|Location||Senegal, Louga,St Louis|
|Central coordinates||15o 50.00' West 16o 14.00' North|
|IBA criteria||A1, A4i|
|Altitude||0 - 20m|
|Year of IBA assessment||2001|
Site description Lac de Guiers, lying in the far north of the country, c.20 km south-west of Richard-Toll, is the only large freshwater lake in Senegal. It lies in the dry valley of the Ferlo river and is fed only by rainfall or by floodwaters coming down the Senegal river and allowed to flow south into the lake through sluices and a canal at Richard-Toll. The lake is 35 km long and 7.5 km wide at its widest point. At high-water it covers an area of nearly 17,000 ha. It is used as a water-supply for Dakar, as well as for local consumption and to supply water for the sugar refinery at Richard-Toll. It is surrounded by Sahel thorn-bush savanna, used for livestock-rearing and ‘walo’ (flood-recession agriculture) and areas of irrigated cultivation, including extensive sugar-cane plantations and rice-fields. There are permanent herb swamps dominated by Phragmites and Typha along parts of the lake shore and scattered acacias and other trees used for roosting and breeding by a wide variety of colonial nesting herons and egrets.
|Species||Season||Period||Population estimate||Quality of estimate||IBA Criteria||IUCN Category|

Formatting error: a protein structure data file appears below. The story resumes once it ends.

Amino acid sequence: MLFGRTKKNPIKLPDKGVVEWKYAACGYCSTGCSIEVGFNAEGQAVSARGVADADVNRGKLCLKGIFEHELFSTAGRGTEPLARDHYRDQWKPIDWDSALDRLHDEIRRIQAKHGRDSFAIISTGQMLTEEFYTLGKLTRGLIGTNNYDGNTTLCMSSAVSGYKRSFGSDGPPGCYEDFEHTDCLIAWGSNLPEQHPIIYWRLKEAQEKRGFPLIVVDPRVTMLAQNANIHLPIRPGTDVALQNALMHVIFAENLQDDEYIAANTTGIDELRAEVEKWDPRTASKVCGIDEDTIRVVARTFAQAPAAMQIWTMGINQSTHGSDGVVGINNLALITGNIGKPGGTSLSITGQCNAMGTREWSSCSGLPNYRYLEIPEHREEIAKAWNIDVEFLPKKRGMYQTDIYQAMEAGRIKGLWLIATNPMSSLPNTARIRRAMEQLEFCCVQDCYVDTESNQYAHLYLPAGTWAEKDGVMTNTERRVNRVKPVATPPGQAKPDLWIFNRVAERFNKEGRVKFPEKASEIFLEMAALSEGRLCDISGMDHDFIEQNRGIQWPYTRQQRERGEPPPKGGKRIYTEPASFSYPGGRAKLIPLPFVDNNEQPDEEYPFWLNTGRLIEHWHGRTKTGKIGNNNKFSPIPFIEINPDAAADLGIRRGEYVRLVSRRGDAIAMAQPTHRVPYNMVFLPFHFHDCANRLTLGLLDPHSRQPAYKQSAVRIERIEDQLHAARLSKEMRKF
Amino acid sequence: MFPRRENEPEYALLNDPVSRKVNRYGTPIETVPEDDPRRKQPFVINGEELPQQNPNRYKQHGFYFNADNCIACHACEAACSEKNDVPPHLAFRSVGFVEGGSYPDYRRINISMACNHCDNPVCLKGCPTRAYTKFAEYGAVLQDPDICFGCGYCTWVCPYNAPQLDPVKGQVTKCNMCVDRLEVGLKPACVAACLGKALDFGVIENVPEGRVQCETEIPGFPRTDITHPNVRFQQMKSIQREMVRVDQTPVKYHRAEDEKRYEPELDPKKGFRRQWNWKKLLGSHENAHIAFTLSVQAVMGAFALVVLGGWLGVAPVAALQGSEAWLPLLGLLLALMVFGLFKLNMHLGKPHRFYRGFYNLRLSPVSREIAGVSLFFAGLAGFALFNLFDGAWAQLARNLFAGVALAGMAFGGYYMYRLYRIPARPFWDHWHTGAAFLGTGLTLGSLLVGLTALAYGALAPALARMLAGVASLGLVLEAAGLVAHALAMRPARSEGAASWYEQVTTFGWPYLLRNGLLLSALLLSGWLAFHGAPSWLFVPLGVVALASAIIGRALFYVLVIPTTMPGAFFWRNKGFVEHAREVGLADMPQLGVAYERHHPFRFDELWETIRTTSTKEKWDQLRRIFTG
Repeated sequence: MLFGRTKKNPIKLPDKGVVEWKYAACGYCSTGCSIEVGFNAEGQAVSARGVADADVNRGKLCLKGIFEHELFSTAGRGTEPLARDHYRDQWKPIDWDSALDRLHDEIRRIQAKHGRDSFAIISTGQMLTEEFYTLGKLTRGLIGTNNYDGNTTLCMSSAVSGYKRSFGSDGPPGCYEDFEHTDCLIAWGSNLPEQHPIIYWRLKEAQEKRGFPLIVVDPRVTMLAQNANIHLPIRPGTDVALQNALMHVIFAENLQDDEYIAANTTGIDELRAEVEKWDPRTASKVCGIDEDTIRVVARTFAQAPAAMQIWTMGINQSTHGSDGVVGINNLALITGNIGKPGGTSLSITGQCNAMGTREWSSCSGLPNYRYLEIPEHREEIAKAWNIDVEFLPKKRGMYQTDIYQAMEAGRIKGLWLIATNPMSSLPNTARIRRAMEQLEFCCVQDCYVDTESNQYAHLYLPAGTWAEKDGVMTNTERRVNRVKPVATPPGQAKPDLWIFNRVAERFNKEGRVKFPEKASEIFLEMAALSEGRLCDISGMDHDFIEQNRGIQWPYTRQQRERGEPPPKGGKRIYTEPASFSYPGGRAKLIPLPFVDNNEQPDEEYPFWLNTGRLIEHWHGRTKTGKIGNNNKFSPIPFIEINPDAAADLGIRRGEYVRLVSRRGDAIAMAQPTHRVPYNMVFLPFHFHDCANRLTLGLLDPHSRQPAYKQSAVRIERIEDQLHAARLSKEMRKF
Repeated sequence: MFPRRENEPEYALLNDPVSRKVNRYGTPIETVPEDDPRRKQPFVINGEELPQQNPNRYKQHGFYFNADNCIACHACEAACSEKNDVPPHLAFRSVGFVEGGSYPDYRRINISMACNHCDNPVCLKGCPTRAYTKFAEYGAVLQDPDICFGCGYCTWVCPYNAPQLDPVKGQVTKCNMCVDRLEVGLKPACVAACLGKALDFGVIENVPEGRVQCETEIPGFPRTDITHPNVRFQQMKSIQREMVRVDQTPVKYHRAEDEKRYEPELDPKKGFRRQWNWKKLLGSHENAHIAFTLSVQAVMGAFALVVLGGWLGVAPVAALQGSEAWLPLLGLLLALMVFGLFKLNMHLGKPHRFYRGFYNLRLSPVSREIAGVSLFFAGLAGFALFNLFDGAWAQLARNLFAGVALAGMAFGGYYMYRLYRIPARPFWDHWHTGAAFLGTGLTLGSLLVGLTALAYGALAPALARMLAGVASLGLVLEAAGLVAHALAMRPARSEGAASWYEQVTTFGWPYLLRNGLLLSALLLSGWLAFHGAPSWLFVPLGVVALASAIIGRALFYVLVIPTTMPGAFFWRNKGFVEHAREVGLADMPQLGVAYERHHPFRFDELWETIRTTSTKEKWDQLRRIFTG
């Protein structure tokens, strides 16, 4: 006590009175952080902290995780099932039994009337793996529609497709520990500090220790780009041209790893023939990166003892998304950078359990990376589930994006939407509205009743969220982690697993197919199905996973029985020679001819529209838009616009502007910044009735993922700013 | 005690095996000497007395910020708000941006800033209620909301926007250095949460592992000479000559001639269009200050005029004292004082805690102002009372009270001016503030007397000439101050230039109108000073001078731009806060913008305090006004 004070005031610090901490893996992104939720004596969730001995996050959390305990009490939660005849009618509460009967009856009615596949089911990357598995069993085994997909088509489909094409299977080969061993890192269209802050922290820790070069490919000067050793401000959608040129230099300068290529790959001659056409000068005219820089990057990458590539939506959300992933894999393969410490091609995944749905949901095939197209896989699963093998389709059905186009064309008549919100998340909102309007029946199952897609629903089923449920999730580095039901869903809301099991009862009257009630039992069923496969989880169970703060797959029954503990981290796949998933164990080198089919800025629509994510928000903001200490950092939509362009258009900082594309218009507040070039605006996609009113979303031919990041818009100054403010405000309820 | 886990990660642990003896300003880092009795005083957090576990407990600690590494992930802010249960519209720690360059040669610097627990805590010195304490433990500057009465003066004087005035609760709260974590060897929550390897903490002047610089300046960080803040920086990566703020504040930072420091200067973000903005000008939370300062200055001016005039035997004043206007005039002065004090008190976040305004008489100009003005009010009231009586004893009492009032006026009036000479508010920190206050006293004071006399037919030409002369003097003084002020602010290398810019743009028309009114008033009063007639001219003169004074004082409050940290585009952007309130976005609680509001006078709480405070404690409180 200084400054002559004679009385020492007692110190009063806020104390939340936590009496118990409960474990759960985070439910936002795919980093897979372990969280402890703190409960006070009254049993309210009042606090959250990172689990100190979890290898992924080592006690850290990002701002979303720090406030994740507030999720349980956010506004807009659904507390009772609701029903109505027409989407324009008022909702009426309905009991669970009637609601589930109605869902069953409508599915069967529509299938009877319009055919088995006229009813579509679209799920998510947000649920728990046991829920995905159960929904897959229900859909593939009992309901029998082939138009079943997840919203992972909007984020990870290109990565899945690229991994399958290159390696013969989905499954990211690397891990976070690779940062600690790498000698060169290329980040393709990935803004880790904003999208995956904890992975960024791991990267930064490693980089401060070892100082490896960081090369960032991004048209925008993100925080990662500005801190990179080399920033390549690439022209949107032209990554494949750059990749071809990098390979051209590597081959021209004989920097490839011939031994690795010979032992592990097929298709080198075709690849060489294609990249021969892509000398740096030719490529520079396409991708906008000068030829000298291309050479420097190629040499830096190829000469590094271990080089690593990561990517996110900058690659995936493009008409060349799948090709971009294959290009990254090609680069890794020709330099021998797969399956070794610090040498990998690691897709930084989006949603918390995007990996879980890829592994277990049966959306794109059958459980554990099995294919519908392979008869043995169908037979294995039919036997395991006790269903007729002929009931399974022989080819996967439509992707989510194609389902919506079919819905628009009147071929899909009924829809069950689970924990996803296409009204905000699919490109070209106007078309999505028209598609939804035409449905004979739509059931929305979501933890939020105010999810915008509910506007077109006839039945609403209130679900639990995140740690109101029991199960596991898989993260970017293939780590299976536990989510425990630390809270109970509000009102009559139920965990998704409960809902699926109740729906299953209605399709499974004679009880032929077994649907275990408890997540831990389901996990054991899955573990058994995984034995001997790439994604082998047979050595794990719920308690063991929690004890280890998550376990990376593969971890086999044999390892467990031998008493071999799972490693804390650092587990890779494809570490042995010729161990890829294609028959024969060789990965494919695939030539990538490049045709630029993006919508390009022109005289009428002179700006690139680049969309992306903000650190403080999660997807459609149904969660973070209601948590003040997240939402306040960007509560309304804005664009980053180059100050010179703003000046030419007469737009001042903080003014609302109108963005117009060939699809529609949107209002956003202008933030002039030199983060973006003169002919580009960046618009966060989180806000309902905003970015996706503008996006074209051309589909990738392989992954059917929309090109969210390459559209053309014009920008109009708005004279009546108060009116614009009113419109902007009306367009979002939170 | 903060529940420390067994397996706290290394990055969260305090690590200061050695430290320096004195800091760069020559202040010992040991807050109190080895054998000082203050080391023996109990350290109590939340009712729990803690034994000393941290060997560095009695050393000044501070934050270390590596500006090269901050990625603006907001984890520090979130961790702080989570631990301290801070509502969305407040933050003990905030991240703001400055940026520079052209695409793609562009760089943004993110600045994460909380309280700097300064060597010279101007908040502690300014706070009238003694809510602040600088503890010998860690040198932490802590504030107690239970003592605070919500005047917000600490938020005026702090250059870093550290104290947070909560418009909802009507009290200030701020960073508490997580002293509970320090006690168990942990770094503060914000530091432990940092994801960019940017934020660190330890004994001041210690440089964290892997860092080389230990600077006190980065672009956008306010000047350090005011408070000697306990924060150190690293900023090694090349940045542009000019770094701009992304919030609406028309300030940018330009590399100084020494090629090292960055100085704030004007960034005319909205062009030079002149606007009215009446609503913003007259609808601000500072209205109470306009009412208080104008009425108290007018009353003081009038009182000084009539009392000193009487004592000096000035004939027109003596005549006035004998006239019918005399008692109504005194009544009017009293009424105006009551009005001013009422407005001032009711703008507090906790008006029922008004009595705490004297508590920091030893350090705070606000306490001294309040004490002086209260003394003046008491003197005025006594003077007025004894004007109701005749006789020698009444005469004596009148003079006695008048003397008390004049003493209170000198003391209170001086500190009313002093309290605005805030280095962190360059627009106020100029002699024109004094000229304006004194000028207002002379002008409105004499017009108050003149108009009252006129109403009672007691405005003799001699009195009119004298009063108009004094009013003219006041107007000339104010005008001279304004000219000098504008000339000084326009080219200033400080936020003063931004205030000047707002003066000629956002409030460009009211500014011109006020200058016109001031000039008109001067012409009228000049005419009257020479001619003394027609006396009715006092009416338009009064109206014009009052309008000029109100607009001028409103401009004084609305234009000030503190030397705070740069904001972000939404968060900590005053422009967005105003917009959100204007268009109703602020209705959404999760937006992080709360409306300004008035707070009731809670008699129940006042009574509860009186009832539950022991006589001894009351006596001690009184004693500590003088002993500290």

|Lesser Flamingo Phoeniconaias minor||winter||1991||1,170 individuals||-||A1||Near Threatened|
|Glossy Ibis Plegadis falcinellus||winter||1984||2,600 individuals||-||A4i||Least Concern|
|Eurasian Spoonbill Platalea leucorodia||winter||1986||170 individuals||-||A4i||Least Concern|
|African Spoonbill Platalea alba||winter||1986||250 individuals||-||A4i||Least Concern|
|White-winged Tern Chlidonias leucopterus||winter||1988||2,700 individuals||-||A4i||Least Concern|
|River Prinia Prinia fluviatilis||resident||1998||present||-||A1||Least Concern|
|IUCN habitat||Habitat detail||Extent (% of site)|
|Artificial - terrestrial||23%|
|Land-use||Extent (% of site)|
Other biodiversity The lake contained a resident population of the mammal Trichechus senegalensis (VU) until the mid-1980s, but this population was isolated from animals in the main Senegal river and appeared to be declining. It is probably now extinct.
References Chappuis et al. (1988), Delaporte and Dubois (1990), Hughes and Hughes (1992), Trolliet et al. (1992).
Contribute Please click here to help BirdLife conserve the world's birds - your data for this IBA and others are vital for helping protect the environment.
Recommended citation BirdLife International (2014) Important Bird Areas factsheet: Lac de Guiers. Downloaded from http://www.birdlife.org on 22/10/2014
To provide new information to update this factsheet or to correct any errors, please email BirdLife